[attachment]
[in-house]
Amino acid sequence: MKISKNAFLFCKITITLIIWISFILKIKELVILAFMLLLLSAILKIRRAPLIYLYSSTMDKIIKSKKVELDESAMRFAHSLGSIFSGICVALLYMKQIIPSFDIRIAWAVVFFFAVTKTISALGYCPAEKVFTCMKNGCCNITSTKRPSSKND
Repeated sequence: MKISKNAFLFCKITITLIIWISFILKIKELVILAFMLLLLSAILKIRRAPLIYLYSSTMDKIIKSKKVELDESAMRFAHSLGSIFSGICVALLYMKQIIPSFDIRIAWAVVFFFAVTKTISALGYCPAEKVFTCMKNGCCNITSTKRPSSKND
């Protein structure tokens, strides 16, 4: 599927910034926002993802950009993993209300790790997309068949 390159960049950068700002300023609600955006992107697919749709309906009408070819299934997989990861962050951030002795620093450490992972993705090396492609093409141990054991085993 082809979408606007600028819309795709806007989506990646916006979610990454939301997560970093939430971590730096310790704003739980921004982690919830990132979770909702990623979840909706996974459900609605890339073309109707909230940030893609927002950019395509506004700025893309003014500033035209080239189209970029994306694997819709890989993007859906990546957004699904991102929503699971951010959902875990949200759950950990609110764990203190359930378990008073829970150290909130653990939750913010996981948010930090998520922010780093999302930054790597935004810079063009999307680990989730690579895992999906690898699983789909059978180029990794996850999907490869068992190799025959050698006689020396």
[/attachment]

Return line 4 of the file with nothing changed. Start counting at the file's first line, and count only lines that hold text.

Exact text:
């Protein structure tokens, strides 16, 4: 599927910034926002993802950009993993209300790790997309068949 390159960049950068700002300023609600955006992107697919749709309906009408070819299934997989990861962050951030002795620093450490992972993705090396492609093409141990054991085993 082809979408606007600028819309795709806007989506990646916006979610990454939301997560970093939430971590730096310790704003739980921004982690919830990132979770909702990623979840909706996974459900609605890339073309109707909230940030893609927002950019395509506004700025893309003014500033035209080239189209970029994306694997819709890989993007859906990546957004699904991102929503699971951010959902875990949200759950950990609110764990203190359930378990008073829970150290909130653990939750913010996981948010930090998520922010780093999302930054790597935004810079063009999307680990989730690579895992999906690898699983789909059978180029990794996850999907490869068992190799025959050698006689020396």